Former human trafficking victim: 'We are not doing enough' to st - FOX5 Vegas - KVVU

Former human trafficking victim: 'We are not doing enough' to stop it

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Nevada Attorney General Adam Laxalt said the state is the second largest port for human trafficking. (FOX5) Nevada Attorney General Adam Laxalt said the state is the second largest port for human trafficking. (FOX5)
LAS VEGAS (FOX5) -

"It is not anyone's choice. People get tricked into it," Camille Naaktgeboren said of human trafficking.

Naaktgeboren was a victim of the practice. Between the ages of 5 and 17 years old, Naaktgeboren said her family trafficked her and, on occasion, forced her to do child pornography.

"I didn't even know what to call it," she said. "I believed my family loved me, and this was okay."

Naaktgeboren, who attends UNLV, is working to get her doctorate in public relations. According to her, there is a lot people do not know or understand about the human trafficking industry. 

"[People] think it's something in other countries, but there is so much of it here. There are Americans being trafficked by a pimp, family or labor trafficking," Naaktgeboren said.

"There are 20 million victims worldwide, and the criminal enterprise is worth up to $150 billion dollars," said Nevada Attorney General Adam Laxalt.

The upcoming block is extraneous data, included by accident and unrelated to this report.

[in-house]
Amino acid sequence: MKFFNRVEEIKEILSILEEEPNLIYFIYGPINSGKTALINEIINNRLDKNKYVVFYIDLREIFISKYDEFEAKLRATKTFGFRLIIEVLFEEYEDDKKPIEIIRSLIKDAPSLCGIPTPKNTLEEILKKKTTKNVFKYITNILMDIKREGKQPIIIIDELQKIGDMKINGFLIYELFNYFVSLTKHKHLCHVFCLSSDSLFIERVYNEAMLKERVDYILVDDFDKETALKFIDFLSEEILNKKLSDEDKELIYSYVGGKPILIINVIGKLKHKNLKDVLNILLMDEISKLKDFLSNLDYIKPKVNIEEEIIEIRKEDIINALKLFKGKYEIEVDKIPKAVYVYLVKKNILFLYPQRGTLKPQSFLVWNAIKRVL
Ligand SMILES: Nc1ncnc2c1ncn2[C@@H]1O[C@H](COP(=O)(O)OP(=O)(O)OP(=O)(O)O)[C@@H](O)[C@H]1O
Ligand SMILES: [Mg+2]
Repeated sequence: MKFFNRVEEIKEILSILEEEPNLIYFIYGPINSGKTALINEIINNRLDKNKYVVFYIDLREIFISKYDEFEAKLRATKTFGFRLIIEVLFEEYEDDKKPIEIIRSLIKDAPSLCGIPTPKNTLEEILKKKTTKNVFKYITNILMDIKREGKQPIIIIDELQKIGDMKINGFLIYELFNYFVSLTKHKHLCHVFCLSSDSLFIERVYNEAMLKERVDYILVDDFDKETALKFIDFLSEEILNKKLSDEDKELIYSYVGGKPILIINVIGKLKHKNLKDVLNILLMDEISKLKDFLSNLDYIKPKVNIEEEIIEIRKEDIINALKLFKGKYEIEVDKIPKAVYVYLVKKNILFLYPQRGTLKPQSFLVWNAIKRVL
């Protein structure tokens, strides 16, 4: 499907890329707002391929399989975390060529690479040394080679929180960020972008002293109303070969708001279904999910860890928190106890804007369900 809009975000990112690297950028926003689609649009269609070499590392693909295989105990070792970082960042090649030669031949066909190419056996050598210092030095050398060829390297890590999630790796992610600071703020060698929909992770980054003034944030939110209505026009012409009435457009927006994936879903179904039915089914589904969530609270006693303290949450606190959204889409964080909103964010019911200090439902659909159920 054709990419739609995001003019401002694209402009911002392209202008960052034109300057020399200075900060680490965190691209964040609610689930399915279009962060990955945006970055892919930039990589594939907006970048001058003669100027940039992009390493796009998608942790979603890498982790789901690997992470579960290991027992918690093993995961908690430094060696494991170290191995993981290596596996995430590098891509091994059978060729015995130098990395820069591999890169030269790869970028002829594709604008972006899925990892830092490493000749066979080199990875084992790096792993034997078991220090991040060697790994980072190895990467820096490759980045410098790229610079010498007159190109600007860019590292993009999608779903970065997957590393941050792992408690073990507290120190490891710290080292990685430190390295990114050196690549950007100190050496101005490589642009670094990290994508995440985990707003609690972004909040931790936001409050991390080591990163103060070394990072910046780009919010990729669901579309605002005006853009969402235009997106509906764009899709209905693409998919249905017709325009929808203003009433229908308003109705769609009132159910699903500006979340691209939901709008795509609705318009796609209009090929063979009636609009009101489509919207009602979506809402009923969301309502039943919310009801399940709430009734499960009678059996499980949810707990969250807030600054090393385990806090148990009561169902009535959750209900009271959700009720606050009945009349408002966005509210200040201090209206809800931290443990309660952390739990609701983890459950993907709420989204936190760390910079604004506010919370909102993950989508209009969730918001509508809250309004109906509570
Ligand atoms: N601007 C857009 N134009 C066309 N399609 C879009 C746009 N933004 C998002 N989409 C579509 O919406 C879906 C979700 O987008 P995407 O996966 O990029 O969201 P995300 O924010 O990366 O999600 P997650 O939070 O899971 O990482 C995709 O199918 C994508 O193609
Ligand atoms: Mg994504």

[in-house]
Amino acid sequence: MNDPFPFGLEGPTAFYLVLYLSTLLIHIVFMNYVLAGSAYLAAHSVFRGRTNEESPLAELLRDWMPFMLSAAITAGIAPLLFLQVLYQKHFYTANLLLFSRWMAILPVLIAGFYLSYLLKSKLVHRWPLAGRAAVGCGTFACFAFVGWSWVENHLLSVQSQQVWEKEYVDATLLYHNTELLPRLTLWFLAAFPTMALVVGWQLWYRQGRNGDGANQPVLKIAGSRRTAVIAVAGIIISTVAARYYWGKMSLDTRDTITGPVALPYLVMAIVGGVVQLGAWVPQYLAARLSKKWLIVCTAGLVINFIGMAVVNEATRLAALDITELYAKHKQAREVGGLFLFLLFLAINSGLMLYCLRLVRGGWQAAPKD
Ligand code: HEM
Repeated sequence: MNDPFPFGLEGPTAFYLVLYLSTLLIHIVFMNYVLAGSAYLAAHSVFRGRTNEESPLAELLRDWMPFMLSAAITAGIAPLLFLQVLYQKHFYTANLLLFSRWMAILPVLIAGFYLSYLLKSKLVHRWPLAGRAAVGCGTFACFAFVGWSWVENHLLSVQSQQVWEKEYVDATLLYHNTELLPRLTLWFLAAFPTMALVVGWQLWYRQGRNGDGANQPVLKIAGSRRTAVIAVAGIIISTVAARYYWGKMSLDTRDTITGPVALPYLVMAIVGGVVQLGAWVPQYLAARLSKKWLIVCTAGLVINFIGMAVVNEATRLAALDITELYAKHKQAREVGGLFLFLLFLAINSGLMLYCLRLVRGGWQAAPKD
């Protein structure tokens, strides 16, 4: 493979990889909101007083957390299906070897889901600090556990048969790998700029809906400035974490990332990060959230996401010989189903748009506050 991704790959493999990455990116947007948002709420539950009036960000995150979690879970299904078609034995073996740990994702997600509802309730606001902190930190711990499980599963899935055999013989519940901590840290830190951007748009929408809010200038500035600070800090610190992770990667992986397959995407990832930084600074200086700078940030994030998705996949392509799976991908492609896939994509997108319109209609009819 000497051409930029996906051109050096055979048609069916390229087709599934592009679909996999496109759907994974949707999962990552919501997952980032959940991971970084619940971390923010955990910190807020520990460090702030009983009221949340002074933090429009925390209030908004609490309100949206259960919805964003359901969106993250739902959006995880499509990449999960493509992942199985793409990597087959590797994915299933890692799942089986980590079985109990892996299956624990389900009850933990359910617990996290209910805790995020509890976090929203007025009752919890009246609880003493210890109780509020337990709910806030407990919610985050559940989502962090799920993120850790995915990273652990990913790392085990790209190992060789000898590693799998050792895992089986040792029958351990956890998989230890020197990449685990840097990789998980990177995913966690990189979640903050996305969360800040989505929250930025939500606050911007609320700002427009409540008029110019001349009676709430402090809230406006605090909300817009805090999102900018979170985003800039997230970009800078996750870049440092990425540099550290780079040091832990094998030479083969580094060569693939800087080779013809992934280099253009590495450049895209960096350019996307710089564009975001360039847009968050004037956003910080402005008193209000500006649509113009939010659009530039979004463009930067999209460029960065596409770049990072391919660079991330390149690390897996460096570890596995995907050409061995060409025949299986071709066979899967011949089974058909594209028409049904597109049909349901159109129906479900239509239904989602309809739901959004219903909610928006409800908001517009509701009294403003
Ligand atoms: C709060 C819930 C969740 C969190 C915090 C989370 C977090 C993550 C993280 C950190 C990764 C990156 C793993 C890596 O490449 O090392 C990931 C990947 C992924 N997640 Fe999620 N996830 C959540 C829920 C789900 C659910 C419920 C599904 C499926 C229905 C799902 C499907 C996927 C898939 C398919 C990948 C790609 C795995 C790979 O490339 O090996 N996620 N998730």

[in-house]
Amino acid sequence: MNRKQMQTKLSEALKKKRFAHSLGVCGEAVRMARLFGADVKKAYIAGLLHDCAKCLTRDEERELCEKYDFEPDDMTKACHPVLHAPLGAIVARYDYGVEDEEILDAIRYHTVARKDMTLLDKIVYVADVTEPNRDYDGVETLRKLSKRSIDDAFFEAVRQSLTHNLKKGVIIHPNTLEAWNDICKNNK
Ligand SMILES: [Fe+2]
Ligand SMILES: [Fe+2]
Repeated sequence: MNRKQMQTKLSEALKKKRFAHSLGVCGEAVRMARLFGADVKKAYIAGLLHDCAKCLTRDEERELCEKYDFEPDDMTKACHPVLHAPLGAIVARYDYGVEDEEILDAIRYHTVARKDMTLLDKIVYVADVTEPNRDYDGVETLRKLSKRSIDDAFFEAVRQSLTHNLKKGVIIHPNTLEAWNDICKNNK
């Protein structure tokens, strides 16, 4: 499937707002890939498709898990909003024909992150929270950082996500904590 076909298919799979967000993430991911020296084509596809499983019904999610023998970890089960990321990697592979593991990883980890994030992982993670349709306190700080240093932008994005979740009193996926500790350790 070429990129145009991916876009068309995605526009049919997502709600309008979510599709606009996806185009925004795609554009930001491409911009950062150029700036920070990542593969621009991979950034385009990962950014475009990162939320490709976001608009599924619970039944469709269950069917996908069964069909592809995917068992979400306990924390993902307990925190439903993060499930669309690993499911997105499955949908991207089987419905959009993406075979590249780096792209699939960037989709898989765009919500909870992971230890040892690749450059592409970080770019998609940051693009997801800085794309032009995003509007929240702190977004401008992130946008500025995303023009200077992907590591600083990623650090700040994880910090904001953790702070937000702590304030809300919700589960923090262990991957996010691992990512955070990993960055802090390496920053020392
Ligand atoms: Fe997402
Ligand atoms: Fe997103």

Laxalt's office released this week videos in both English and Spanish to raise awareness about the problem which continues to grow within the state.

"We are the second largest port for human trafficking in the country," said Sarah Walker, of Break These Chains, Live Free, which is a group that works with organizations to help victims of human trafficking. 

"Sixty-five percent of the victims live here locally," she stated. "It's not just women. It's slave labor, and it's boys and men."

For everyone looking to bring awareness to the international problem of human trafficking, they say education is key, and not being afraid to talk about the issue is important as well. 

"We are not doing enough," Naaktgeboren emoted. "We need to have a conversation that looks into why people are buying sex in the first place and what kind of culture do we have that it's acceptable to do this."

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